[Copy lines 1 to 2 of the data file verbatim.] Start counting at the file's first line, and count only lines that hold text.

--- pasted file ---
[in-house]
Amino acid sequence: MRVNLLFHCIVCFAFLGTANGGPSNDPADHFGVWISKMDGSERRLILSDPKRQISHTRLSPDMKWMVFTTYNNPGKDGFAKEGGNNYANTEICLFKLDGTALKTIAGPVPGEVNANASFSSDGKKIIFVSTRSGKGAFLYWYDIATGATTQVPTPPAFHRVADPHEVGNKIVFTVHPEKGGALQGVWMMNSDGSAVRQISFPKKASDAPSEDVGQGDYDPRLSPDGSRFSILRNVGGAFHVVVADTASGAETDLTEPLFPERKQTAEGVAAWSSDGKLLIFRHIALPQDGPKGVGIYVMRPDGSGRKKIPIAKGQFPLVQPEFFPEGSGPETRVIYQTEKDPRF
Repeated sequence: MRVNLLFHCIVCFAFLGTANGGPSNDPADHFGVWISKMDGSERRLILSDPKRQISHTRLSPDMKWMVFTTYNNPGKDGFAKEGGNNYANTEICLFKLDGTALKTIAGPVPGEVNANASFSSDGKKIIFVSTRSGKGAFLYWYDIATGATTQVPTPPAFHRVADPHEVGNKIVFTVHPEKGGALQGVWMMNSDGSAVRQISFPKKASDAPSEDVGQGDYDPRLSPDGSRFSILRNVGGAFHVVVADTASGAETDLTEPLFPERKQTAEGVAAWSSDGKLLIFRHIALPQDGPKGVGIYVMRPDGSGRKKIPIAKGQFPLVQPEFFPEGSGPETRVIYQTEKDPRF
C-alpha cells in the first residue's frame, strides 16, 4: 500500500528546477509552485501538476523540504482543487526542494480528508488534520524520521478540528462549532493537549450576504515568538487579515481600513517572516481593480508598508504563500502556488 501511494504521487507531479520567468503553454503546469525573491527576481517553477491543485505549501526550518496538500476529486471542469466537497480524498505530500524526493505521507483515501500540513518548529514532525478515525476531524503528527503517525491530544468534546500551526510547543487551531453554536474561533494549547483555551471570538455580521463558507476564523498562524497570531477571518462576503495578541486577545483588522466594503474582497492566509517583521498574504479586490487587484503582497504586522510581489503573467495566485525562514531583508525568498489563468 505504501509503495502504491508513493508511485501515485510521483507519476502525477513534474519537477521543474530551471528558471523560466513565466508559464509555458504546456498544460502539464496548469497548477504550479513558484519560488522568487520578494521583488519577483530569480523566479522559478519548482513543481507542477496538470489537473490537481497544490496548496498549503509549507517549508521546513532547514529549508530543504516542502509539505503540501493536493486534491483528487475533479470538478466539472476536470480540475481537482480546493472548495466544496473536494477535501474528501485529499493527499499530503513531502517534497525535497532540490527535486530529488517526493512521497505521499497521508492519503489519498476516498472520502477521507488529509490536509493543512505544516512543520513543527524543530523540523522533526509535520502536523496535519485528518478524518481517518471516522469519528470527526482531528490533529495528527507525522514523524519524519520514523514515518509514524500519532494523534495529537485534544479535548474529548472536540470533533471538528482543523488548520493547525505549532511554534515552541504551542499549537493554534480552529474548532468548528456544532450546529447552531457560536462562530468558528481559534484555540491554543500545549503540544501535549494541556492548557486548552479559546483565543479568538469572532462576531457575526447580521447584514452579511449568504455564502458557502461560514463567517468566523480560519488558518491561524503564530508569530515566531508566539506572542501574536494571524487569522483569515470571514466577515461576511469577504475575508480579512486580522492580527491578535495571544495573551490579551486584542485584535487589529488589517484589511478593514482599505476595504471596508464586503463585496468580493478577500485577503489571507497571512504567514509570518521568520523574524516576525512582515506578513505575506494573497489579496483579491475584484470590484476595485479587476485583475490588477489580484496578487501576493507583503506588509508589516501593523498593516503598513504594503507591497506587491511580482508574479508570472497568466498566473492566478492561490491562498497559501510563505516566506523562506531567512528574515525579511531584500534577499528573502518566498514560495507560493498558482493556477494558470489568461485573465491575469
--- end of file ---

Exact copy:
[in-house]
Amino acid sequence: MRVNLLFHCIVCFAFLGTANGGPSNDPADHFGVWISKMDGSERRLILSDPKRQISHTRLSPDMKWMVFTTYNNPGKDGFAKEGGNNYANTEICLFKLDGTALKTIAGPVPGEVNANASFSSDGKKIIFVSTRSGKGAFLYWYDIATGATTQVPTPPAFHRVADPHEVGNKIVFTVHPEKGGALQGVWMMNSDGSAVRQISFPKKASDAPSEDVGQGDYDPRLSPDGSRFSILRNVGGAFHVVVADTASGAETDLTEPLFPERKQTAEGVAAWSSDGKLLIFRHIALPQDGPKGVGIYVMRPDGSGRKKIPIAKGQFPLVQPEFFPEGSGPETRVIYQTEKDPRF